Says Marcia Angell, MD, executive editor of the New England Journal of Medicine, "There cannot be two kinds of medicine, conventional and alternative, only medicine that has been adequately tested or has not, medicine that works or may not work. Once a treatment has been tested rigorously it no longer matters whether it was considered alternative, but it is time for the scientific community to stop giving alternative medicine a free ride."

Drug makers going herbal

Aware that market share is climbing, pharmaceutical companies are not waiting for exhaustive clinical trial results to get into the alternative marketplace. Last year, Warner-Lambert jumped first with its Halls Zinc Defense and Celestial Seasonings Herbal Comfort with Echinacea. This year the company is tapping into two of the most popular supplements with its Quanterra line, highlighted by Quanterra Mental Sharpness, a ginkgo biloba supplement, and Quanterra Prostate from saw palmetto.

Warner-Lambert is using the same carefully worded marketing for the products, which are not tested or regulated by the FDA, but are overseen for advertising content by the Federal Trade Commission to assure no specific medicinal claims are made. Packaging for Warner’s ginkgo supplement speaks to the promotion and maintenance of mental sharpness and blood circulation to the brain and extremities, both standard promotions for the product.

The company’s saw palmetto offering "helps to maintain healthy urinary flow and supports male prostate health," says Warner-Lambert’s David Barber. He notes that Warner-Lambert is also attempting to help its traditional industry associates, namely pharmacists and physicians, keep up with their homework on alternative medicine. "We are making a significant commitment to education, and we’ve already assembled an advisory board across conventional areas of medicine as well as leaders in herbal supplements."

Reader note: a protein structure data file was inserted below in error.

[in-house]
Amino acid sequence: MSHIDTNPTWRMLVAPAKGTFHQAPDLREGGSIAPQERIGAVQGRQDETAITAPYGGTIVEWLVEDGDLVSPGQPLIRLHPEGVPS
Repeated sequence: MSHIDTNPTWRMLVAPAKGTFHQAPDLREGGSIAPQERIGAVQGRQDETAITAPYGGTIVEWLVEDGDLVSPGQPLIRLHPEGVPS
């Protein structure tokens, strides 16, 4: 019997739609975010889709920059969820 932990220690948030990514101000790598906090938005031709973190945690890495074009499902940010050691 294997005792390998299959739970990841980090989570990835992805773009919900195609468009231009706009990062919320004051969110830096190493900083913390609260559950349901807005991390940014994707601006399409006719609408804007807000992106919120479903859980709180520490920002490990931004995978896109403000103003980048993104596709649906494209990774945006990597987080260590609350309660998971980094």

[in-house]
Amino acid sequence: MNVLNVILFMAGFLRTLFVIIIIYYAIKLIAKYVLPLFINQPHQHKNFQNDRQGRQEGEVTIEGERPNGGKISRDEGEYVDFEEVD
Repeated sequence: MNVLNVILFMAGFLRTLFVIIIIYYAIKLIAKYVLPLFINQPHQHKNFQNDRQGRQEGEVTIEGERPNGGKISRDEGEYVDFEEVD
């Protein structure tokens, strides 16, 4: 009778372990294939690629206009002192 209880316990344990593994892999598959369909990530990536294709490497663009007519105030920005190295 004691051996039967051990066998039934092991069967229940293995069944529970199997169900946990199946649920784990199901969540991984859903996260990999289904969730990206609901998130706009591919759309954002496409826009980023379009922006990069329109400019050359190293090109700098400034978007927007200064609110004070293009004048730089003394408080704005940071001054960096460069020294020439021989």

American Home Products is also entering the herbal market with a line of six products called Centrum Herbals that includes ginkgo, saw palmetto, St. John’s wort, echinacea, garlic, and ginseng offerings.

The company is co-marketing with the Pharma Print Corp., which has patented a technology that measures herbal molecular levels to promote specific biological activity and therefore product marketing, which the company says is aimed at furthering scientific standards for the unregulated products. Another large and "traditional" drug maker, Bayer Corp., has also entered the market with a line of One-A-Day Specialized Supplements, while Herbs for Kids, a start-up company based in Bozeman, MT, is offering a line of 31 liquid herbal extracts for children ages 1 and up that also includes St. John’s wort and echinacea among its products, as well as white pond lilly, goldenseal, dong quai and chaparral.

More doctors are recommending alternative remedies and more consumers are using them, according to recent surveys. Late last year, the American Academy of Family Physicians published a survey that found one in three physicians recommend herbals to their patients at least once a week, while one in four doctors use the products themselves. The leading product physicians are recommending is St. John’s wort, according to the survey, followed by ginkgo biloba. Among consumers, nearly 70% say they use alternative medicines when traditional prescriptions have not cured them, according to a poll conducted by the Stanford University Center for Research in Disease Prevention.

Forty-nine percent said they’ve detected positive results from the use of herbals and supplements, while 65% said they use the products primarily for prevention. In terms of overall use, 81% said they have used some sort of alternative therapy, ranging from herbals to chiropractors, at some point in their lives.

A similar poll conducted this year by the National Consumers League states that 64% of those queried had taken vitamins in the last 12 months, 39% had taken herbal supplements and 21% had taken mineral supplements. Respondents were also asked if they agreed with a series of statements, from which 46% agreed that herbal supplements are generally safe, 37% found them effective in maintaining overall health and well-being, 36% agreed they were effective in preventing some diseases, 29% thought the products a good value, and 23% agreed they were as effective as prescription or OTC drugs.

For more information on the St. John’s wort trial, contact the Wesley Woods Health Center at Emory University, (404) 727-8968.